Doxat, Lewis (DNB00)


DOXAT, LEWIS (1773–1871), journalist, was born in the British West Indies in 1773. He came to London when a boy, and at an early age obtained a position under the manager of the ‘Morning Chronicle,’ in the office of which journal he remained twenty-five years. He afterwards entered the office of the ‘Observer.’ His connection with the ‘Observer,’ the oldest of existing weekly papers, started in 1792, dates as far back as 1804, and was continued until 1857, a period of fifty-three years. During most of this time he was manager of the paper and contributed greatly to its success. But notwithstanding his possession of literary ability and of extensive and varied information, it is said of him that he never wrote a single article or paragraph for the journal (Grant). When, in 1821, after the death of James Perry, the ‘Morning Chronicle’ was bought by Mr. Clements, the proprietor of the ‘Observer,’ Doxat returned to his old office and became manager of the daily paper, suffering great trials of patience from the dilatory ways of its editor, John Black [q. v.] In 1834 the two papers ceased to belong to the same proprietor, and a severance of the official connection between them took place. Doxat confined his attention again to the ‘Observer,’ which stood higher in reputation than any contemporary for its early and exclusive information on political affairs. In 1857 he gave up his position and moved from Henrietta Street, Covent Garden, to Haverstock Hill, where he died peacefully on 4 March 1871.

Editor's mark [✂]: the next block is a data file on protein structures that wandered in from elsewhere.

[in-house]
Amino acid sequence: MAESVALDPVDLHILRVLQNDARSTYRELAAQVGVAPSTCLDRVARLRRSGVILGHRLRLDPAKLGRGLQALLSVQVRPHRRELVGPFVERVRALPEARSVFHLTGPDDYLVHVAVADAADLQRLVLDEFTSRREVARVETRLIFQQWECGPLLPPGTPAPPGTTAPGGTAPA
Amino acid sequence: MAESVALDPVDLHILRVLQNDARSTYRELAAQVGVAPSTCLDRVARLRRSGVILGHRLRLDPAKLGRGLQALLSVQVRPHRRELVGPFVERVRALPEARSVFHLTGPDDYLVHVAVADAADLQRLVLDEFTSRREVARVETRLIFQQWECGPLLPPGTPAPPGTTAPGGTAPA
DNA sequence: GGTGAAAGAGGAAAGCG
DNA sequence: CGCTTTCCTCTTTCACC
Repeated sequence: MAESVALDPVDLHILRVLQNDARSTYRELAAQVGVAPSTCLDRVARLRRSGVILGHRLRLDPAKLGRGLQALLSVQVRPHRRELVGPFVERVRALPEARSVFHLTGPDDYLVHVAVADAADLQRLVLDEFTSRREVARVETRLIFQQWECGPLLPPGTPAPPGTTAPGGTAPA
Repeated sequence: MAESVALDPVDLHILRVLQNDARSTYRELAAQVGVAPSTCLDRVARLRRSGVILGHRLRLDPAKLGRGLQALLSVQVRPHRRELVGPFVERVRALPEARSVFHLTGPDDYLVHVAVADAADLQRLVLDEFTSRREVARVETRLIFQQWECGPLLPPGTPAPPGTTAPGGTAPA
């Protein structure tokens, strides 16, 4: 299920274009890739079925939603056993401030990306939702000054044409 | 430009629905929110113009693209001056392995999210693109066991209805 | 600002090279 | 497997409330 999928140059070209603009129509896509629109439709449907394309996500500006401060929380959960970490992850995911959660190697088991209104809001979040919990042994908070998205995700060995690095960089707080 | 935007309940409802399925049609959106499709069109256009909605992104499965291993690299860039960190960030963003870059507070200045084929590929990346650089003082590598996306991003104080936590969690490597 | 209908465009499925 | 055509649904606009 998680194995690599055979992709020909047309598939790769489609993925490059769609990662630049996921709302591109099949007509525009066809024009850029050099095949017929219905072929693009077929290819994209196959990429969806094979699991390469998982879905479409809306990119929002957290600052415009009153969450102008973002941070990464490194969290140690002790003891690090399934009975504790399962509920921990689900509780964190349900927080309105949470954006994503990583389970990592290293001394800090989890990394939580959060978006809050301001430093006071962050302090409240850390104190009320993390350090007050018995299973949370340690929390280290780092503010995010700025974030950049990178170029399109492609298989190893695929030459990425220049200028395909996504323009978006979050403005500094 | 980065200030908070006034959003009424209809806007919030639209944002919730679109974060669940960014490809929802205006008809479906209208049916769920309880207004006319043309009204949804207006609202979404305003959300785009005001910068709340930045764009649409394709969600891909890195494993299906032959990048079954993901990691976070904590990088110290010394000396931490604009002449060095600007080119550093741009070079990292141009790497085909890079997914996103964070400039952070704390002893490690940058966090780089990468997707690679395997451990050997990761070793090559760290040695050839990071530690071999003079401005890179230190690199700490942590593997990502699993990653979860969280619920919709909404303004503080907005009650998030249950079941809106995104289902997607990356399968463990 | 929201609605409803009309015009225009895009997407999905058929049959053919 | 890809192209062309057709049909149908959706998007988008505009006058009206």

[Grant's Newspaper Press, iii. 34; The Newspaper Press, v. 94; Observer, 12 March 1871.]

R. H.